Margaret Atwood and I made up. The quibble was rather one-sided, and Ms. Atwood has no idea we were not on best terms. The problem was all mine. I avoided her writing for years. You see, I went to University of Toronto, our mutual alma mater, and Margaret Atwood followed me everywhere. Her name was mentioned in every speech given at any official function, her face stared me from lamp posts. And so I stubbornly refused to read anything by her. Yes, even her sci-fi books. The resolution only grew stronger after the review by Ursula Le Guin of Year of the Flood, in which Le Guin took issue with Atwood’s avoidance of the term ‘science fiction’ to describe her work.
Then I read Oryx and Crake because somebody whose taste I trust implicitly put it in my hands and told me to read it. And it was amazing.
Thus I broke my running streak of avoiding books by Atwood. After reading Oryx and Crake and realizing that this geas was incredibly petty, I picked up her collection of writings about SF. ‘SF’, by the way, is intentional, I think. In the introduction, Atwood talks about Le Guin’s review and how this falling-out between her and the SF community was based on a technicality and quirks of genre labeling.
In Other Worlds has three parts, the first being essays on the genre in general, second containing a few book reviews and essays about classics like Brave New World, and the third being a compilation of very short stories, each exploring some trope or sci-fi technology like cryogenics.
I found myself liking the Atwood in the book. I liked her voracious reading, which was similar to my own, and full of both literary and pulpy stuff. I loved her writing style and her sense of humor. She is definitely a master when it comes to phrasing. Her essays on the history of the genre and its cultural role are very astute and quite worth the read.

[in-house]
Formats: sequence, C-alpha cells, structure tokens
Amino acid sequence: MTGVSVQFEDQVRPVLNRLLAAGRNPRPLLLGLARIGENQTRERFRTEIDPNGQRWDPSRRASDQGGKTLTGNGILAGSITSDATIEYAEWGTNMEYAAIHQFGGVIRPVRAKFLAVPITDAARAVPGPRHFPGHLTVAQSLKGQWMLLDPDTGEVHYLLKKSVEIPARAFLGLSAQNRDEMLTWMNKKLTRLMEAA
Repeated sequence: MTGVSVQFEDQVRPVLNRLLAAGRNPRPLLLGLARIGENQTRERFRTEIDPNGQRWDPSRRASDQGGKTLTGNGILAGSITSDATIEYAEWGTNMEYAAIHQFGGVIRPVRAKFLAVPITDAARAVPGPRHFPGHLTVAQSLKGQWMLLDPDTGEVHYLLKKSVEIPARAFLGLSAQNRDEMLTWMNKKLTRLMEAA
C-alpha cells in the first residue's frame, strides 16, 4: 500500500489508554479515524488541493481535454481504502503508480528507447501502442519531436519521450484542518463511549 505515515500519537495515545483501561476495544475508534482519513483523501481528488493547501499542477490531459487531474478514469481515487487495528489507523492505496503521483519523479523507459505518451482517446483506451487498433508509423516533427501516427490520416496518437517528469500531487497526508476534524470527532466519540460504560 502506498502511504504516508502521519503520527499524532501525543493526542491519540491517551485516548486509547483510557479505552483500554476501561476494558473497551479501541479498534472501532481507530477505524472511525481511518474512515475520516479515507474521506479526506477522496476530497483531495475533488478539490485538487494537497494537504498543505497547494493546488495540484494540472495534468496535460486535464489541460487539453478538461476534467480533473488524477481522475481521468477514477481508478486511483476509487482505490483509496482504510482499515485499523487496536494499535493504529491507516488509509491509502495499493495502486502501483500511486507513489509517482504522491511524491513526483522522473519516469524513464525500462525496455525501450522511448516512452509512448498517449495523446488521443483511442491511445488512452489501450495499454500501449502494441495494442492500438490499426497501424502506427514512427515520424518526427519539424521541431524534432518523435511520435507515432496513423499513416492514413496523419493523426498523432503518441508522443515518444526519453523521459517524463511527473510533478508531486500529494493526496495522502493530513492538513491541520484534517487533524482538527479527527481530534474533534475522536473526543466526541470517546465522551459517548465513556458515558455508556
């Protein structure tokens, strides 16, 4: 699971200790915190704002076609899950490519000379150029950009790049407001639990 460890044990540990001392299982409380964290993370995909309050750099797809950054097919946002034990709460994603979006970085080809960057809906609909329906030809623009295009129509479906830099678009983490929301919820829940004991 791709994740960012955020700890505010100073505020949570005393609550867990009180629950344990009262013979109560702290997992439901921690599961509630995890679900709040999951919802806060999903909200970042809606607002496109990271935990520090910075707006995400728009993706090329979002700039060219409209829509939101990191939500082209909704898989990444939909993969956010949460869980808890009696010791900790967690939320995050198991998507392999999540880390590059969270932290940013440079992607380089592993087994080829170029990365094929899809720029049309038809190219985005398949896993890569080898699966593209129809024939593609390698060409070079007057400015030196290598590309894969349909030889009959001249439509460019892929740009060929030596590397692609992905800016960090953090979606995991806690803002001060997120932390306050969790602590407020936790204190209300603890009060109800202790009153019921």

And yet… and yet I feel that I still have beef with Margaret Atwood. It might be the tone — occasionally I cannot help but think that she is making fun of the genre she purports to love, or making fun of people who are serious genre readers. I don’t want to get into ‘nobody understands us’ teen-like geek angst, but I feel like we’ve had these ‘is this sci-fi’ discussions so many times before that they are not useful anymore (‘is this sci-fi’ is now a running joke in my bookgroup — someone inevitably yells it out Freebird-style during any meeting that involves a book that is a little bit, let’s say, genre-bending). I also think the geekdom decided a while ago that multi-limbed aliens and purple squids from space are not what makes sci-fi actually sci-fi, and bringing up those or any reference to ‘gizmos’ up when classifying sci-fi is a mark of being somewhat behind on the discussion.
My other problem with the book is purely structural: mixing fiction and non-fiction in one collection just doesn’t work for me. As I read, I kept wishing that the entire book contained essays and reviews. I did not think that all parts of the book formed a coherent whole.
I also have to say that the publisher did Atwood a disservice by picking a cover that is both quite ugly and contains all the elements that are likely to repel readers who do not read sci-fi but we were willing to give this book a chance because they had read other Atwood’s works. That is, until they saw the android wearing what looks like a futuristic clothes hanger as a headpiece and an egg container as a bra.